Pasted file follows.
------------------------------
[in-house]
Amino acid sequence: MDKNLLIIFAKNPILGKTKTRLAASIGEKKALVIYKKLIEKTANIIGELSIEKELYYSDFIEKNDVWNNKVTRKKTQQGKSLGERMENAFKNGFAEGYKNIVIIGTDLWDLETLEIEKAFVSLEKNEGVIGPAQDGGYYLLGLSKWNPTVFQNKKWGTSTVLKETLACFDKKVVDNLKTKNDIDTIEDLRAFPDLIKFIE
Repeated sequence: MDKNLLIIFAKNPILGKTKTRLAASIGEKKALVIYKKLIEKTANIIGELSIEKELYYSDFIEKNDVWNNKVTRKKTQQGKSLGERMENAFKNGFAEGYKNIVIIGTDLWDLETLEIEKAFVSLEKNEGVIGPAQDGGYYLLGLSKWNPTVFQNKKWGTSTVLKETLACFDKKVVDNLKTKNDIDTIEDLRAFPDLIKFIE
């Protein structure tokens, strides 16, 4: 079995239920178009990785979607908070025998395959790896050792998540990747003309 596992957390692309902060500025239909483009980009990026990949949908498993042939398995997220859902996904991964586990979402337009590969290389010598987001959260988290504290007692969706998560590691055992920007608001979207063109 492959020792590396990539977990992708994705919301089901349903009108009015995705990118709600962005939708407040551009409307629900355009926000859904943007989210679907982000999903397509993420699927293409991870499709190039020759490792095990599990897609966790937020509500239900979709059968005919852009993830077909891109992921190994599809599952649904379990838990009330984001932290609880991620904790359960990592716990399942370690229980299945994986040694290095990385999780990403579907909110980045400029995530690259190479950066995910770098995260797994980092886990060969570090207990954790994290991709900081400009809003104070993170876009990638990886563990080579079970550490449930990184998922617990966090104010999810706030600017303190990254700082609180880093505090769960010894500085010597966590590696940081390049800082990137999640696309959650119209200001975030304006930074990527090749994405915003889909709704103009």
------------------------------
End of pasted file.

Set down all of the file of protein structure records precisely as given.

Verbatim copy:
[in-house]
Amino acid sequence: MDKNLLIIFAKNPILGKTKTRLAASIGEKKALVIYKKLIEKTANIIGELSIEKELYYSDFIEKNDVWNNKVTRKKTQQGKSLGERMENAFKNGFAEGYKNIVIIGTDLWDLETLEIEKAFVSLEKNEGVIGPAQDGGYYLLGLSKWNPTVFQNKKWGTSTVLKETLACFDKKVVDNLKTKNDIDTIEDLRAFPDLIKFIE
Repeated sequence: MDKNLLIIFAKNPILGKTKTRLAASIGEKKALVIYKKLIEKTANIIGELSIEKELYYSDFIEKNDVWNNKVTRKKTQQGKSLGERMENAFKNGFAEGYKNIVIIGTDLWDLETLEIEKAFVSLEKNEGVIGPAQDGGYYLLGLSKWNPTVFQNKKWGTSTVLKETLACFDKKVVDNLKTKNDIDTIEDLRAFPDLIKFIE
């Protein structure tokens, strides 16, 4: 079995239920178009990785979607908070025998395959790896050792998540990747003309 596992957390692309902060500025239909483009980009990026990949949908498993042939398995997220859902996904991964586990979402337009590969290389010598987001959260988290504290007692969706998560590691055992920007608001979207063109 492959020792590396990539977990992708994705919301089901349903009108009015995705990118709600962005939708407040551009409307629900355009926000859904943007989210679907982000999903397509993420699927293409991870499709190039020759490792095990599990897609966790937020509500239900979709059968005919852009993830077909891109992921190994599809599952649904379990838990009330984001932290609880991620904790359960990592716990399942370690229980299945994986040694290095990385999780990403579907909110980045400029995530690259190479950066995910770098995260797994980092886990060969570090207990954790994290991709900081400009809003104070993170876009990638990886563990080579079970550490449930990184998922617990966090104010999810706030600017303190990254700082609180880093505090769960010894500085010597966590590696940081390049800082990137999640696309959650119209200001975030304006930074990527090749994405915003889909709704103009």